But in a turn of wonderful news, over the last few years the CDC reports that fatality rates for teen drivers have actually decreased by 46%. Insurance companies cite as one explanation the Graduated Driver License (GDL) requirements in some states.
States with comprehensive GDL laws that require – among other things – 50 hours of practice, no cell phone use, and restricted night driving have less teen road fatalities. In fact, the rate of fatality in each state tends to decrease according to the strength of the individual state’s GDL law.
Tennessee has a comprehensive GDL law that restricts driving hours, requires the recommended 50 hours of training, and slowly lifts certain restrictions over time as the teen proves safe driving habits.
But what about the teens who survive the crashes? It’s good to fight the very high numbers of teen car accident fatalities and hope the damage ends there; but unfortunately, the injuries from car accidents can have devastating and life-long effects, too.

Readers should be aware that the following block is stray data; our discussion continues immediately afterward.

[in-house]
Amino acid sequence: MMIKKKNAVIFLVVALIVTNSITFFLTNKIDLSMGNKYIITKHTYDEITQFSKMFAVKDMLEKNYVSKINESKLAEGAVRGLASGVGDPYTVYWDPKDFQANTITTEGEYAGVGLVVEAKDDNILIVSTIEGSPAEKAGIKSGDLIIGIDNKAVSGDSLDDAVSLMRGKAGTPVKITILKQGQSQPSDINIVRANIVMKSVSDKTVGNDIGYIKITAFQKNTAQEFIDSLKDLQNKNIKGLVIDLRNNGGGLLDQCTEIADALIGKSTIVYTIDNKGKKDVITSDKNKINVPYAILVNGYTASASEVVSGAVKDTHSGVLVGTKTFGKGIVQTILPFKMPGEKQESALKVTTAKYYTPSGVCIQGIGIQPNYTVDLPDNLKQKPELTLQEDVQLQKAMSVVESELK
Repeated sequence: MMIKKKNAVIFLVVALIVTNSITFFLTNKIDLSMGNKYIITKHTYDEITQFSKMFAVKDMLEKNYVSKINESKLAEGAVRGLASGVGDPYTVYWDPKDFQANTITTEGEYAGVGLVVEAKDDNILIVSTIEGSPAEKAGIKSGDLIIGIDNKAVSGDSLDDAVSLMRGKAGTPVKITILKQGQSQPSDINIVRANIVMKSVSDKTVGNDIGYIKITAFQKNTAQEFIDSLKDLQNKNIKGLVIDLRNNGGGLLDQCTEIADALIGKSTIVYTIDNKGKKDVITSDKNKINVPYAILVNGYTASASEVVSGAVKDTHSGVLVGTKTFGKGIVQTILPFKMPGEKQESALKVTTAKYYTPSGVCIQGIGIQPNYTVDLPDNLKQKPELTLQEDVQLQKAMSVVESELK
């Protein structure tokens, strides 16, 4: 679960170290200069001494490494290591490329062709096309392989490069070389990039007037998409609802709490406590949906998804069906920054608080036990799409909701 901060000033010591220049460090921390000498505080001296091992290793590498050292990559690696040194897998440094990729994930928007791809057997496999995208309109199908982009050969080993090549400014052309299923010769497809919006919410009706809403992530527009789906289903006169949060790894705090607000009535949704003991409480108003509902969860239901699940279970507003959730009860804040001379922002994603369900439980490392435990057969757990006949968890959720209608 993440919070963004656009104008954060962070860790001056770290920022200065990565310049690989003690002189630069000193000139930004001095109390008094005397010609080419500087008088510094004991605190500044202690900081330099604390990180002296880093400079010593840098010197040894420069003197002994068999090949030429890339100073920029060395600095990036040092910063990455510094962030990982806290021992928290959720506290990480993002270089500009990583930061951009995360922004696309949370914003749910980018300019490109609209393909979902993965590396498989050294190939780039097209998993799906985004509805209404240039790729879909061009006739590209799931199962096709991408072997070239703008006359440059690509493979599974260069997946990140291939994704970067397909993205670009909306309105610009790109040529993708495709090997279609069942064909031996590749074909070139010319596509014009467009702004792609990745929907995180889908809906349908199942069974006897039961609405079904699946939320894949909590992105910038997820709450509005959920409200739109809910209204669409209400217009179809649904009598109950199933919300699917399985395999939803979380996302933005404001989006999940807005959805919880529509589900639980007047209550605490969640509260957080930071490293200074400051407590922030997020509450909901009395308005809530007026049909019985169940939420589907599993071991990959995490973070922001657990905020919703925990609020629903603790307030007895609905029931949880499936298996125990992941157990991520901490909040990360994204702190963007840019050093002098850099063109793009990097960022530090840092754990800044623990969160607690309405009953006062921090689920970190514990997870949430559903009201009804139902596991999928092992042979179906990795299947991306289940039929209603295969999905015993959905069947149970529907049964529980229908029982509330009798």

For the 55,000 seriously injured teenage car accident survivors each year, 30% suffer from head injuries as a result. That makes head injuries – ranging from concussions to severe brain damage – the most common serious injury type in teen crashes.
Head injuries can bring with them a lifetime of medical bills and other painful consequences. The expenses may be overwhelming, and the pain and suffering for the teens and their families can’t be overstated. In other words, sometimes surviving a car accident is just the first step. A long road to recovery might be ahead.
If you or a loved one has been injured in a car accident that wasn’t your fault, you may be entitled to compensation. Our Memphis car accident attorneys work with victims and will gladly discuss your situation with you for no cost, so contact us today to get started or call (901) 327-1212.